I hugged the urn hard and carried on walking. My feet sank into dry sand and kicked up as I walked. Before I reached the lapping waves, I slipped my shoes off. Barefooted, I walked into the sea and felt the cold water rising past my knees.
I give up with wiping the tears away and looked around to make sure I was alone. It was passed 5:30 AM and no one was here on the little beach. This place had been my dog, Teddy’s favourite walk. He had loved jumping into the sea and swimming out to catch a ball. He had enjoyed digging holes and been fascinated by crabs and jellyfish on the beach.
There was a feeling a rightness to set him to rest here.
It didn’t have to be done quickly, but I knew I’d changed my mind otherwise. I unscrewed the lid and tipped the urn slowly. Grey ash rushed out and vanished into the waves. I dropped the lid and the urn then dropped down, the sea came up to my shoulders.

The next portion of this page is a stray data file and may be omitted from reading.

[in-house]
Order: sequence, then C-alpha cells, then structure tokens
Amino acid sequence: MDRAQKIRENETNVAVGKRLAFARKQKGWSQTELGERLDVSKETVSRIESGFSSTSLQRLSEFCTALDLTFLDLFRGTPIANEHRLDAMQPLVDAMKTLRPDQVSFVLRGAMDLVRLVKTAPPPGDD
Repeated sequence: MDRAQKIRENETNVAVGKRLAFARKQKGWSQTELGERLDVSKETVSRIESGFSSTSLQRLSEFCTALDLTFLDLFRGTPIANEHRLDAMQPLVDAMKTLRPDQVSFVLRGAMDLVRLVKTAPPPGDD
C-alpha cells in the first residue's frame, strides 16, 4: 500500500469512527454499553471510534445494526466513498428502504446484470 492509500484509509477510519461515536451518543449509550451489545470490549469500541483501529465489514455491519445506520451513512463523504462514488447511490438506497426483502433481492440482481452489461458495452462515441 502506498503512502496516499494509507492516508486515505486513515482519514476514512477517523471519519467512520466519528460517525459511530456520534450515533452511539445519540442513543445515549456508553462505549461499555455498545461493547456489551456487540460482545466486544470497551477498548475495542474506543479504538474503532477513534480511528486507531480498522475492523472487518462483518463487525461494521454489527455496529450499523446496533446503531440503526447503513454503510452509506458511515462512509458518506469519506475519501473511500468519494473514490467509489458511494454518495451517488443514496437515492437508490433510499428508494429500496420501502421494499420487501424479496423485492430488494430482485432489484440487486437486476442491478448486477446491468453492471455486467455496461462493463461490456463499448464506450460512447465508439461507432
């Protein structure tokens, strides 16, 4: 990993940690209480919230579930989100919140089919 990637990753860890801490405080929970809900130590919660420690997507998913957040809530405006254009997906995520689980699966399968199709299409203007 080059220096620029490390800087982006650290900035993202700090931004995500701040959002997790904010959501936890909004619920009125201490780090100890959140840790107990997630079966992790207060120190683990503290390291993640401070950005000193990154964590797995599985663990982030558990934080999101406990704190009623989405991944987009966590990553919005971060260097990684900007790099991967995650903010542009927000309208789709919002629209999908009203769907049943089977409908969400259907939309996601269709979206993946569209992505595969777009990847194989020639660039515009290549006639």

Tears and grief swamped me. I couldn’t move, only stay sitting in the sea with the waves splashing against me.
Richard was obsessed with maritime objects. He turned his house into a museum and charged the tourists, visiting the seaside village, to view his collection. With the extra money, he brought more things and opened a repair workshop.
Finally, Richard ran out of room and decided to open a shop. He found it hard to part with some of his collection but then he saw how happy people were buying the maritime items and that made him pleased.
In his will, Richard left his collection to the village, saying that the maritime museum had to remain open. Tourism in the sleepy seaside area boomed.
They sat on the pebble shore, reflecting on what they had seen in the museum. It had been a shock to see the half section of the Mary Rose which their distant ancestor had sailed upon, looking so well persevered.